Memorable Moments and Converging Events
Written By Lynn Walker Hoverson
House hunting and homebuilding are not what they used to be in the pre-Internet Age. If you’re old enough to have seen the changes happen while living through your own life phases, the contrast may be more apparent. But if you are under the age of 40, it might be less of a surprise to hear that there is a growing number of Americans who make their journey to home ownership by mostly electronic means.
Real estate agents give property tours to potential house buyers using FaceTime. Well-engineered professional websites abound online to give the mobile population the visual and legal information to walk through a real estate transaction as if they were watching a movie and sealing a deal. That is an over-simplified version of the whirling data transfer that has been very actively taking place in the U.S. real estate theater for the past few years.
People are choosing houses without ever physically stepping foot in the house they want to own as a home. A real estate website called Redfin recently commissioned SurveyMonkey to get some insight into this phenomena and their data from a survey audience of 2,000 people showed that nineteen percent of people who bought or sold a home in the past year made a bid on a home BEFORE seeing the home in person. The article did not state if those bids were made by email, phone or through a website portal.
Apparently, according to information on the Redfin website, the “blind bidding” is almost twice as likely to happen for high-end houses, with thirty-nine percent of people who bought homes for more than $750,000 having made offers without seeing the desired houses in person. That method does not sound unreasonable for people who can afford it. In my opinion, a house hunter could save themselves a ton stress derived from decision-making overload by using the technology we have available.
Personally, I am not hunting any houses, but I did recently have the pleasure of being given a tour of some friends’ new home via FaceTime on my iPad. The friends’ iPad had great picture clarity. With FaceTime playing live on my iPad they walked from their upstairs office and throughout the house, pausing at the top of their stairway to capture a summer sunlit scene of the front stained glass door and foyer. Like an image from Architectural Digest magazine, the translucent textures and blues shimmered as soft hazy shadows were cast on the elegant tiles of the foyer floor.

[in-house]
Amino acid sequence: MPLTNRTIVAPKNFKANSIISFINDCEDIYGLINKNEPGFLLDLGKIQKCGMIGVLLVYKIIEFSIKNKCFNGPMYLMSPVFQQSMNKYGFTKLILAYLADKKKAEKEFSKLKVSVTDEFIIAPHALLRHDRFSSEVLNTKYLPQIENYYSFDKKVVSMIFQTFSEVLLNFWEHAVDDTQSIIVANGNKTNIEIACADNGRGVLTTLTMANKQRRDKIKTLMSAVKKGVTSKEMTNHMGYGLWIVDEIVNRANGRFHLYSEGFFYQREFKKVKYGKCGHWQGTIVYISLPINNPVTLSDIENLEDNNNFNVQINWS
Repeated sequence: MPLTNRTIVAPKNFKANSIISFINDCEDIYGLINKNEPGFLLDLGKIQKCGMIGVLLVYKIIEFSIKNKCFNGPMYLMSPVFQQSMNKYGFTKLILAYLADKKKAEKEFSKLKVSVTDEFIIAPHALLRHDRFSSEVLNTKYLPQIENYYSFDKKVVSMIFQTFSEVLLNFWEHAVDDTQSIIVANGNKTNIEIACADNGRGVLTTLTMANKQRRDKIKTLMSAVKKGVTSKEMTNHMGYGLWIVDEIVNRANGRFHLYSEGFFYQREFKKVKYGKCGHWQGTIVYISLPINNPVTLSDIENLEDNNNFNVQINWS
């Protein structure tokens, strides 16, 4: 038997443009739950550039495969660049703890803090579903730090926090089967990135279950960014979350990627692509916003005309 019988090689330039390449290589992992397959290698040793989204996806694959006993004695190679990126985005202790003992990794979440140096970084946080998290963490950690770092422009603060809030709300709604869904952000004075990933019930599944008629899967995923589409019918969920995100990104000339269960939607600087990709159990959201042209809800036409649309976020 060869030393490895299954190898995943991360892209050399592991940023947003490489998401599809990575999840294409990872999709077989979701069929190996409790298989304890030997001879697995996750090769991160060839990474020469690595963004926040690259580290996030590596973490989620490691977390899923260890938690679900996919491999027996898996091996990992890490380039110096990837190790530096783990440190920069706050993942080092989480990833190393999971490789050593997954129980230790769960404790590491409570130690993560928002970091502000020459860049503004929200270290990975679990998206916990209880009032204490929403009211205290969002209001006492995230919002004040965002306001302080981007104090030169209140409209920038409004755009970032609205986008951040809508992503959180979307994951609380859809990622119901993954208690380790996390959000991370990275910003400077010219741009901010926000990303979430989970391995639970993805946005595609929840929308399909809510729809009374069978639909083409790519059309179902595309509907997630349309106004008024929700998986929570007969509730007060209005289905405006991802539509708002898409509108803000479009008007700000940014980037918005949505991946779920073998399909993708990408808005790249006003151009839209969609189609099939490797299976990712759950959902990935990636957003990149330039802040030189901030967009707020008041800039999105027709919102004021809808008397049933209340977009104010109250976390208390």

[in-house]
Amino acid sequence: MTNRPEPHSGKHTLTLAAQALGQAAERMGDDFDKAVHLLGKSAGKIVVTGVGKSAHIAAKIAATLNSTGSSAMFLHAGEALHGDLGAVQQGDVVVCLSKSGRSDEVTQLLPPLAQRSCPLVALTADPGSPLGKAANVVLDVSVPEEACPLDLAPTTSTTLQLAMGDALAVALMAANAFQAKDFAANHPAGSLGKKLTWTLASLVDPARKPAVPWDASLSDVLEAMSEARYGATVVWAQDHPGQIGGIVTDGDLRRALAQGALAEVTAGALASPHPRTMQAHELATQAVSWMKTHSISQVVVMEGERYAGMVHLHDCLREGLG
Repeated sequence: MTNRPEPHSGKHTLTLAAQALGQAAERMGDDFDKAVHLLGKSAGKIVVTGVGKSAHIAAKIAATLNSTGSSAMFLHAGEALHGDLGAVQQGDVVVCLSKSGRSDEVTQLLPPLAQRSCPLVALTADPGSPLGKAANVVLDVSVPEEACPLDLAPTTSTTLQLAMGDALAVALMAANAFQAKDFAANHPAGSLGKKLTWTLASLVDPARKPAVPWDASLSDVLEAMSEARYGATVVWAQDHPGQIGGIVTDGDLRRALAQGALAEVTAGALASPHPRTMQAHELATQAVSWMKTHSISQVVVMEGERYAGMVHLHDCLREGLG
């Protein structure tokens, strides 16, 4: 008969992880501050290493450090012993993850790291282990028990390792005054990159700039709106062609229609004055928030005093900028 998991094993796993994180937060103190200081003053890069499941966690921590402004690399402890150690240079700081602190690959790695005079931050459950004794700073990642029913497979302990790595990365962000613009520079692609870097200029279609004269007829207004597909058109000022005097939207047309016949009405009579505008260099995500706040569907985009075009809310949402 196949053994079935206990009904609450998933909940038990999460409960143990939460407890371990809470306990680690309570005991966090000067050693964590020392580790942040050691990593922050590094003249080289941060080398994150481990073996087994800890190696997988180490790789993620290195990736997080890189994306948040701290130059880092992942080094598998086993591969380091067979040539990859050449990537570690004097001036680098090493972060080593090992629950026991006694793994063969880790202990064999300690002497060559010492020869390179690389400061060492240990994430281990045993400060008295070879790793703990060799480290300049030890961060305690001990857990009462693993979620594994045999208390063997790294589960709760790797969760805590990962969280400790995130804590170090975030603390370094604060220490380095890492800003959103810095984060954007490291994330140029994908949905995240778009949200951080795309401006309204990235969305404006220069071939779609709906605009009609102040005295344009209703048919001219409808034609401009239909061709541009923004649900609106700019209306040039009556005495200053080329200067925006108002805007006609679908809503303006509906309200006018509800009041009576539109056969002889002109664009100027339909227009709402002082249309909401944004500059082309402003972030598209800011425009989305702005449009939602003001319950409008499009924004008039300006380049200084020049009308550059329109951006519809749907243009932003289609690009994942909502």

My friends have not offered a description of any one, single “house-to-home event” that may have given them that Home Sweet Home Sensation, but I can see they are very comfortable. It is so easy to imagine them enjoying sunrises from the upstairs balcony, singing aloud happily to music that fills the whole house, greeting friends at their beautiful front door and happily inviting them for in for the warmth as aromas of an expertly prepared healthy meal waft through their new home.
The location of their home was formerly a weed covered lot and a half-finished open concrete building that could barely be classified as a house. The building status transformation is complete. After struggling for two years with building material complications, flooding, firing and hiring contractors and workmen, adjusting designs and re-choosing colors and the headaches in between, NOW, they are HOME.
One day after making a funny little typographical error when I typed the word house instead of home, I got mentally stuck awhile thinking about how the only difference between the words house and home is: us. People are what make the difference and interviewing people—new home owners especially— about their new living situations is one of the most interesting parts of writing for a fine home magazine. Last year, as one of those fascinating interview visits was winding down, three women members of a family of seven shared some of their at-home moments with me.
The family had felt ecstatic when the one year long remodeling project of their new house was complete and all furniture and their possessions were arranged in appropriate places. They said it was such an amazing feeling to know there would be enough bright, beautiful and functional space in their house to comfortably host all the friends and family they ever wanted to invite to their new house. However, during the first few days of being all moved in, there was one thing that was putting a damper on the general joy. Their little dog who had spent the five pre-move years entertaining them all was so obviously NOT happy. He whimpered and cried continuously for days at the front door, eager to go!
Finally, after a few days of pouting, he decided to curl up in his familiar doggy bed in its new location and for the first time in the new house, EVERYONE had a quiet restful night. For that reason, they all agreed:
EVERYBODY IS HOME NOW!